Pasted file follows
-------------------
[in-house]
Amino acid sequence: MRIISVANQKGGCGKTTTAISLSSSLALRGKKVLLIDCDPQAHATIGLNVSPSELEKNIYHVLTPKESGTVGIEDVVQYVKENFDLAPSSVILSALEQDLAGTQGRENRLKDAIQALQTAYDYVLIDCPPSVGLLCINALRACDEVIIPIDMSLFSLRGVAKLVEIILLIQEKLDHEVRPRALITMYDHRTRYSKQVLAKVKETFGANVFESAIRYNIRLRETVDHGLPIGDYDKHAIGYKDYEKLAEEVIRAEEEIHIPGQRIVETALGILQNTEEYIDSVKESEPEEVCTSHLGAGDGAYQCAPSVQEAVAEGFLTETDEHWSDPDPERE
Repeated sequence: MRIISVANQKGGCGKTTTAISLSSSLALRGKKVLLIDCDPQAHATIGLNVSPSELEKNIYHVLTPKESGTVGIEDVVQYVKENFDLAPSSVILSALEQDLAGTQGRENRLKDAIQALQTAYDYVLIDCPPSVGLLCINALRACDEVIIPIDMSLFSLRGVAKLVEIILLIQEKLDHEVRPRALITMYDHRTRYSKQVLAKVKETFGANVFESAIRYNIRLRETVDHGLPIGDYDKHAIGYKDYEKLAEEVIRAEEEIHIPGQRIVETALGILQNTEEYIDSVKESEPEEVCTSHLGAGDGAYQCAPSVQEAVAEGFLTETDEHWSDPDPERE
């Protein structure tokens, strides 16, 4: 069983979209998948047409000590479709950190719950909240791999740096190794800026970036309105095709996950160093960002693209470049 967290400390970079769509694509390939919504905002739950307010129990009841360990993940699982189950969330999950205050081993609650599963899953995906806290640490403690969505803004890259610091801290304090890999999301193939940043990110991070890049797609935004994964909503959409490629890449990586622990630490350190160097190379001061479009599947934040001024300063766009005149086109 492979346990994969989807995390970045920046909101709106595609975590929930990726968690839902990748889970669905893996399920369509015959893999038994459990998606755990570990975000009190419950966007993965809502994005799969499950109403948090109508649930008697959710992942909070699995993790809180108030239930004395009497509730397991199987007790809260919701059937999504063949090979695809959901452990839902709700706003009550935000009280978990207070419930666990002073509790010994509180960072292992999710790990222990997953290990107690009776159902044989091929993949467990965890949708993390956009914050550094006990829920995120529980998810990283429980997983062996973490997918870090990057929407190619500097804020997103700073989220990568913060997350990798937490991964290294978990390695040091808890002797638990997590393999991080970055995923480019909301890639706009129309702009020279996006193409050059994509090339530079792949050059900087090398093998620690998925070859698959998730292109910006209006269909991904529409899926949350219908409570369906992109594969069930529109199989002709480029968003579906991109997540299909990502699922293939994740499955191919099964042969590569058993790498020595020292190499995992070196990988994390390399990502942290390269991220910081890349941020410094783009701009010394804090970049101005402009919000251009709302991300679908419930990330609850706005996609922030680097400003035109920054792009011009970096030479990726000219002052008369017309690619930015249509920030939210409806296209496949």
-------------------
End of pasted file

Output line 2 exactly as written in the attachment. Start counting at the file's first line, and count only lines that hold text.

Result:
Amino acid sequence: MRIISVANQKGGCGKTTTAISLSSSLALRGKKVLLIDCDPQAHATIGLNVSPSELEKNIYHVLTPKESGTVGIEDVVQYVKENFDLAPSSVILSALEQDLAGTQGRENRLKDAIQALQTAYDYVLIDCPPSVGLLCINALRACDEVIIPIDMSLFSLRGVAKLVEIILLIQEKLDHEVRPRALITMYDHRTRYSKQVLAKVKETFGANVFESAIRYNIRLRETVDHGLPIGDYDKHAIGYKDYEKLAEEVIRAEEEIHIPGQRIVETALGILQNTEEYIDSVKESEPEEVCTSHLGAGDGAYQCAPSVQEAVAEGFLTETDEHWSDPDPERE